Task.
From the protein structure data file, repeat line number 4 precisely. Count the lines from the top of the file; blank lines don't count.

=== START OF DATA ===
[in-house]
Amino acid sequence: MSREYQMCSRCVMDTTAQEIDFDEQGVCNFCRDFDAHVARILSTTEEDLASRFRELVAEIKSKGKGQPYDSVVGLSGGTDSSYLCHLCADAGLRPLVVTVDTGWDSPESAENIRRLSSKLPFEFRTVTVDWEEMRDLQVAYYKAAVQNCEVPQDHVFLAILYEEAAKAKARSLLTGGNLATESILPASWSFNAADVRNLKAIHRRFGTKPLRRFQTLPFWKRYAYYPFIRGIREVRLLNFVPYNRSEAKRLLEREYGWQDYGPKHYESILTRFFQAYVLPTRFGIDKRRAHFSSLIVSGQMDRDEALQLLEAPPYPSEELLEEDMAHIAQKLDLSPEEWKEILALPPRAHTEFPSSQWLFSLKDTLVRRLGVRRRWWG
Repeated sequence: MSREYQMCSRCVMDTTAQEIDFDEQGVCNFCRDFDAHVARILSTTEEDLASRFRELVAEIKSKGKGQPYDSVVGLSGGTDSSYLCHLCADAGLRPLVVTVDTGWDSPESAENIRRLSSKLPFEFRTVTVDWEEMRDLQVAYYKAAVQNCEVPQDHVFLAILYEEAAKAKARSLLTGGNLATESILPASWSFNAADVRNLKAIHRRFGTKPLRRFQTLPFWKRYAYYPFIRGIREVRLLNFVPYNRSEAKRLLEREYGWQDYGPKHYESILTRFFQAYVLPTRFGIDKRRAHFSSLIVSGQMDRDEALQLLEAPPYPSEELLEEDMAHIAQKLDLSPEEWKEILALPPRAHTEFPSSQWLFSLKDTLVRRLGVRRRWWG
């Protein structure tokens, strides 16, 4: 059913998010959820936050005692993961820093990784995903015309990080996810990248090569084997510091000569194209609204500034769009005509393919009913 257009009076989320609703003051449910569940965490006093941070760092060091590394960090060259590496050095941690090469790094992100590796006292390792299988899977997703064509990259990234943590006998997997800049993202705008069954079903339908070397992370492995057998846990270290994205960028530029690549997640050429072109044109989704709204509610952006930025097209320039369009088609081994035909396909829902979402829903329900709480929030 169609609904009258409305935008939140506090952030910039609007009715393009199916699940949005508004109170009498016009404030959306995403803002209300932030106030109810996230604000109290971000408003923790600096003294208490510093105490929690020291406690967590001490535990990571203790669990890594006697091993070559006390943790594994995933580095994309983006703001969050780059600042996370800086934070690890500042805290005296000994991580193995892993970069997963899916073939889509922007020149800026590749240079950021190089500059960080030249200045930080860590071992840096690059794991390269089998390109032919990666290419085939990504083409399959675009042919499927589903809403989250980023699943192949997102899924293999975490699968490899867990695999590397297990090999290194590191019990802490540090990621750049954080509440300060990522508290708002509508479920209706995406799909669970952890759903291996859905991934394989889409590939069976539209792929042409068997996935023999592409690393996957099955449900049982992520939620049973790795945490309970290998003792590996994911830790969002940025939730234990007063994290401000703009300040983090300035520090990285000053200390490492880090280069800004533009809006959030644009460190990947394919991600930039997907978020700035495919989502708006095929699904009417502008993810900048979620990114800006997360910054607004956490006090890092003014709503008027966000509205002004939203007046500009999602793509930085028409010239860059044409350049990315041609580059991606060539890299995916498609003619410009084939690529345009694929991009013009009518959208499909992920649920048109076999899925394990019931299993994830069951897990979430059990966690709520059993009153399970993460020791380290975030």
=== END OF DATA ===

């Protein structure tokens, strides 16, 4: 059913998010959820936050005692993961820093990784995903015309990080996810990248090569084997510091000569194209609204500034769009005509393919009913 257009009076989320609703003051449910569940965490006093941070760092060091590394960090060259590496050095941690090469790094992100590796006292390792299988899977997703064509990259990234943590006998997997800049993202705008069954079903339908070397992370492995057998846990270290994205960028530029690549997640050429072109044109989704709204509610952006930025097209320039369009088609081994035909396909829902979402829903329900709480929030 169609609904009258409305935008939140506090952030910039609007009715393009199916699940949005508004109170009498016009404030959306995403803002209300932030106030109810996230604000109290971000408003923790600096003294208490510093105490929690020291406690967590001490535990990571203790669990890594006697091993070559006390943790594994995933580095994309983006703001969050780059600042996370800086934070690890500042805290005296000994991580193995892993970069997963899916073939889509922007020149800026590749240079950021190089500059960080030249200045930080860590071992840096690059794991390269089998390109032919990666290419085939990504083409399959675009042919499927589903809403989250980023699943192949997102899924293999975490699968490899867990695999590397297990090999290194590191019990802490540090990621750049954080509440300060990522508290708002509508479920209706995406799909669970952890759903291996859905991934394989889409590939069976539209792929042409068997996935023999592409690393996957099955449900049982992520939620049973790795945490309970290998003792590996994911830790969002940025939730234990007063994290401000703009300040983090300035520090990285000053200390490492880090280069800004533009809006959030644009460190990947394919991600930039997907978020700035495919989502708006095929699904009417502008993810900048979620990114800006997360910054607004956490006090890092003014709503008027966000509205002004939203007046500009999602793509930085028409010239860059044409350049990315041609580059991606060539890299995916498609003619410009084939690529345009694929991009013009009518959208499909992920649920048109076999899925394990019931299993994830069951897990979430059990966690709520059993009153399970993460020791380290975030």